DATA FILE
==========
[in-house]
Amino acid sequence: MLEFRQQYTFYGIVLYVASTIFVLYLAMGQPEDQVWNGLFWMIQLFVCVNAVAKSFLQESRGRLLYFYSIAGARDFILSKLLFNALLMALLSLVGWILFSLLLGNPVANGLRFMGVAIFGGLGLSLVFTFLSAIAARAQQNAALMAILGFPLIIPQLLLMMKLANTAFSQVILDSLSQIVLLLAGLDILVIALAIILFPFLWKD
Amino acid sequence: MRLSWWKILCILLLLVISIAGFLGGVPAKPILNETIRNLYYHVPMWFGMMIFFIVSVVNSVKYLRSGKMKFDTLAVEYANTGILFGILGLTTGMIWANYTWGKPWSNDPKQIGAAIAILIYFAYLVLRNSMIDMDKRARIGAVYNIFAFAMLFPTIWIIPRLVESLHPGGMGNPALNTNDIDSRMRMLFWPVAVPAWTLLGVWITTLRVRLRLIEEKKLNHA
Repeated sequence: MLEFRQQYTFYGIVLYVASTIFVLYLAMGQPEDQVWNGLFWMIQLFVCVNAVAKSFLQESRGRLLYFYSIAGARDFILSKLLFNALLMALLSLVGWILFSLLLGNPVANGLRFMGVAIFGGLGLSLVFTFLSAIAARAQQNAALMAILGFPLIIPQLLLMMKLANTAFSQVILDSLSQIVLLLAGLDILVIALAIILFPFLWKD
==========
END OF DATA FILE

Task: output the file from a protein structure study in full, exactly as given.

[in-house]
Amino acid sequence: MLEFRQQYTFYGIVLYVASTIFVLYLAMGQPEDQVWNGLFWMIQLFVCVNAVAKSFLQESRGRLLYFYSIAGARDFILSKLLFNALLMALLSLVGWILFSLLLGNPVANGLRFMGVAIFGGLGLSLVFTFLSAIAARAQQNAALMAILGFPLIIPQLLLMMKLANTAFSQVILDSLSQIVLLLAGLDILVIALAIILFPFLWKD
Amino acid sequence: MRLSWWKILCILLLLVISIAGFLGGVPAKPILNETIRNLYYHVPMWFGMMIFFIVSVVNSVKYLRSGKMKFDTLAVEYANTGILFGILGLTTGMIWANYTWGKPWSNDPKQIGAAIAILIYFAYLVLRNSMIDMDKRARIGAVYNIFAFAMLFPTIWIIPRLVESLHPGGMGNPALNTNDIDSRMRMLFWPVAVPAWTLLGVWITTLRVRLRLIEEKKLNHA
Repeated sequence: MLEFRQQYTFYGIVLYVASTIFVLYLAMGQPEDQVWNGLFWMIQLFVCVNAVAKSFLQESRGRLLYFYSIAGARDFILSKLLFNALLMALLSLVGWILFSLLLGNPVANGLRFMGVAIFGGLGLSLVFTFLSAIAARAQQNAALMAILGFPLIIPQLLLMMKLANTAFSQVILDSLSQIVLLLAGLDILVIALAIILFPFLWKD